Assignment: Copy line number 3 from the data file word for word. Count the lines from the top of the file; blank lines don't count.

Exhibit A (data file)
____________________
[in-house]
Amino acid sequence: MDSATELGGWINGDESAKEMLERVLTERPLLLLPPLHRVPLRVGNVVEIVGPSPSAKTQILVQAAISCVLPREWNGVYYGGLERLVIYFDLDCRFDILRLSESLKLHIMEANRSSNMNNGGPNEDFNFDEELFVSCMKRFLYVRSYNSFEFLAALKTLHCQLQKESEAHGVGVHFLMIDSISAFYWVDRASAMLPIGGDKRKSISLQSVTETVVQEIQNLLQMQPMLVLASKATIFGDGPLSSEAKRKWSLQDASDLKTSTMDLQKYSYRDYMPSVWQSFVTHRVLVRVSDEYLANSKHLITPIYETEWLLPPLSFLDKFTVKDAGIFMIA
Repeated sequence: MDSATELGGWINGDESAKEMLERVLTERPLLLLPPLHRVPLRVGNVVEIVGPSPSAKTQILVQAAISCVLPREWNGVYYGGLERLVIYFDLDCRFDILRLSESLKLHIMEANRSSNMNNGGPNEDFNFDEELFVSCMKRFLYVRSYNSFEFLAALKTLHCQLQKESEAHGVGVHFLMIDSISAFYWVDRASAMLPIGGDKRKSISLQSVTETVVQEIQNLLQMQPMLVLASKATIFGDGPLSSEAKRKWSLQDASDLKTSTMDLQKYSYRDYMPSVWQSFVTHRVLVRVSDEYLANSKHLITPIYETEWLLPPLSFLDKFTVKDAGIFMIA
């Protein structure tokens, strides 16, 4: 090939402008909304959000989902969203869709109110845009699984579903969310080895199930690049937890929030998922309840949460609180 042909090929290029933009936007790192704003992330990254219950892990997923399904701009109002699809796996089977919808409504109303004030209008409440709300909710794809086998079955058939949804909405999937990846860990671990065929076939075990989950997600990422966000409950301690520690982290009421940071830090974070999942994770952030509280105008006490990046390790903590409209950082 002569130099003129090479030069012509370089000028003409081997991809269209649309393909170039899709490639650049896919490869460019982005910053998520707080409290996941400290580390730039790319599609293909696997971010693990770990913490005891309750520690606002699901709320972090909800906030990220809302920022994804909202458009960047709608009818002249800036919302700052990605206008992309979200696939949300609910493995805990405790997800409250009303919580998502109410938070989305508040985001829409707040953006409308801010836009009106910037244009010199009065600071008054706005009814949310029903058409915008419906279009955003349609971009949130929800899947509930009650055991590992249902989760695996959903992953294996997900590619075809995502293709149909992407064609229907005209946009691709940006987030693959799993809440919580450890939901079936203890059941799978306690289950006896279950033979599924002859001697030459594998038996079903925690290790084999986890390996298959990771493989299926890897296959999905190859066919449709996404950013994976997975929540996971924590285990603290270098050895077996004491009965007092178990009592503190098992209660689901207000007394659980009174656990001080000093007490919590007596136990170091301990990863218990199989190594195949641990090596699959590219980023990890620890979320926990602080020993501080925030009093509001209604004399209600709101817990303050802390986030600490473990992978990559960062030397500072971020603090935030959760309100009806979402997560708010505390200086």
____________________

Repeated sequence: MDSATELGGWINGDESAKEMLERVLTERPLLLLPPLHRVPLRVGNVVEIVGPSPSAKTQILVQAAISCVLPREWNGVYYGGLERLVIYFDLDCRFDILRLSESLKLHIMEANRSSNMNNGGPNEDFNFDEELFVSCMKRFLYVRSYNSFEFLAALKTLHCQLQKESEAHGVGVHFLMIDSISAFYWVDRASAMLPIGGDKRKSISLQSVTETVVQEIQNLLQMQPMLVLASKATIFGDGPLSSEAKRKWSLQDASDLKTSTMDLQKYSYRDYMPSVWQSFVTHRVLVRVSDEYLANSKHLITPIYETEWLLPPLSFLDKFTVKDAGIFMIA